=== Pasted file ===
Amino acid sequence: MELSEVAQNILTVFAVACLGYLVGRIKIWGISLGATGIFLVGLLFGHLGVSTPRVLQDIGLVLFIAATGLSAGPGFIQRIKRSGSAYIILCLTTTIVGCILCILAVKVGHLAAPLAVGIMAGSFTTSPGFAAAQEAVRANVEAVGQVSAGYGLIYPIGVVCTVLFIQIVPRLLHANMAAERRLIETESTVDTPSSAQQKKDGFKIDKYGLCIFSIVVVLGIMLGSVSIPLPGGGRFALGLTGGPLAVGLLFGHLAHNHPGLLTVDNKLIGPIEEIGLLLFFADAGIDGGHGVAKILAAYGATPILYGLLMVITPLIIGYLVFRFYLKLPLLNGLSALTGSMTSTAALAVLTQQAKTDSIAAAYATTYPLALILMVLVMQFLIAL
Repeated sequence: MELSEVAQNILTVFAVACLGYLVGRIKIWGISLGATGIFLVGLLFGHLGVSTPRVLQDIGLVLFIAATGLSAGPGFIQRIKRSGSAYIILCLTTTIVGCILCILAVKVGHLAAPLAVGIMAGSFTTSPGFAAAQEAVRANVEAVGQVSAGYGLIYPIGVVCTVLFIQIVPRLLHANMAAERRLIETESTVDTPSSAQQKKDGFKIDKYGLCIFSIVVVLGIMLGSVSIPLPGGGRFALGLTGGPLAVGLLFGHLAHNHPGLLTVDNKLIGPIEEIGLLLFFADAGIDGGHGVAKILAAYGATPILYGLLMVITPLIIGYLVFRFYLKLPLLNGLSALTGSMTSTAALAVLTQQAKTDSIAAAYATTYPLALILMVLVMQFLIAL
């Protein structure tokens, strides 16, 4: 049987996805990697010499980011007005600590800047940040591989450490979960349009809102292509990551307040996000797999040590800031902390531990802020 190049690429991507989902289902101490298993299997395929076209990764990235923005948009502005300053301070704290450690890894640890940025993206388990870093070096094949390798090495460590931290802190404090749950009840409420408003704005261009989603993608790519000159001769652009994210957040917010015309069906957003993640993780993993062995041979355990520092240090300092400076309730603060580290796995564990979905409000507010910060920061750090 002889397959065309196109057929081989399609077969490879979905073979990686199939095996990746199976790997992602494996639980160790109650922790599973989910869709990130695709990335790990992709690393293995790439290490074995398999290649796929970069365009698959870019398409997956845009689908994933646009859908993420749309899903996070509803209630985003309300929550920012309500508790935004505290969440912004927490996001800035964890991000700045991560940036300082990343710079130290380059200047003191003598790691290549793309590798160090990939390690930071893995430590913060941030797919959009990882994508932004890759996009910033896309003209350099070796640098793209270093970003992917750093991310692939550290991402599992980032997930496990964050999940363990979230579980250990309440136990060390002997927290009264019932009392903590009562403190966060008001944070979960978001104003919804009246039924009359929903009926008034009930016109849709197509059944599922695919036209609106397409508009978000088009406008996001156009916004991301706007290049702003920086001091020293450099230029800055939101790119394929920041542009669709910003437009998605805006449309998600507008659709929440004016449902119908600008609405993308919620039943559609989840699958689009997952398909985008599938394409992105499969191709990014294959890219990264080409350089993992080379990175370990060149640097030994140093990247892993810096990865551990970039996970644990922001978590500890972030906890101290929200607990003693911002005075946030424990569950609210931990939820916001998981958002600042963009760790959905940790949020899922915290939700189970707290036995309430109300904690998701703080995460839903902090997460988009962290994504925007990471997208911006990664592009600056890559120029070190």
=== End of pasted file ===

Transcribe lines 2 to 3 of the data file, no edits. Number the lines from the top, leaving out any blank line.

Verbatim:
Repeated sequence: MELSEVAQNILTVFAVACLGYLVGRIKIWGISLGATGIFLVGLLFGHLGVSTPRVLQDIGLVLFIAATGLSAGPGFIQRIKRSGSAYIILCLTTTIVGCILCILAVKVGHLAAPLAVGIMAGSFTTSPGFAAAQEAVRANVEAVGQVSAGYGLIYPIGVVCTVLFIQIVPRLLHANMAAERRLIETESTVDTPSSAQQKKDGFKIDKYGLCIFSIVVVLGIMLGSVSIPLPGGGRFALGLTGGPLAVGLLFGHLAHNHPGLLTVDNKLIGPIEEIGLLLFFADAGIDGGHGVAKILAAYGATPILYGLLMVITPLIIGYLVFRFYLKLPLLNGLSALTGSMTSTAALAVLTQQAKTDSIAAAYATTYPLALILMVLVMQFLIAL
């Protein structure tokens, strides 16, 4: 049987996805990697010499980011007005600590800047940040591989450490979960349009809102292509990551307040996000797999040590800031902390531990802020 190049690429991507989902289902101490298993299997395929076209990764990235923005948009502005300053301070704290450690890894640890940025993206388990870093070096094949390798090495460590931290802190404090749950009840409420408003704005261009989603993608790519000159001769652009994210957040917010015309069906957003993640993780993993062995041979355990520092240090300092400076309730603060580290796995564990979905409000507010910060920061750090 002889397959065309196109057929081989399609077969490879979905073979990686199939095996990746199976790997992602494996639980160790109650922790599973989910869709990130695709990335790990992709690393293995790439290490074995398999290649796929970069365009698959870019398409997956845009689908994933646009859908993420749309899903996070509803209630985003309300929550920012309500508790935004505290969440912004927490996001800035964890991000700045991560940036300082990343710079130290380059200047003191003598790691290549793309590798160090990939390690930071893995430590913060941030797919959009990882994508932004890759996009910033896309003209350099070796640098793209270093970003992917750093991310692939550290991402599992980032997930496990964050999940363990979230579980250990309440136990060390002997927290009264019932009392903590009562403190966060008001944070979960978001104003919804009246039924009359929903009926008034009930016109849709197509059944599922695919036209609106397409508009978000088009406008996001156009916004991301706007290049702003920086001091020293450099230029800055939101790119394929920041542009669709910003437009998605805006449309998600507008659709929440004016449902119908600008609405993308919620039943559609989840699958689009997952398909985008599938394409992105499969191709990014294959890219990264080409350089993992080379990175370990060149640097030994140093990247892993810096990865551990970039996970644990922001978590500890972030906890101290929200607990003693911002005075946030424990569950609210931990939820916001998981958002600042963009760790959905940790949020899922915290939700189970707290036995309430109300904690998701703080995460839903902090997460988009962290994504925007990471997208911006990664592009600056890559120029070190």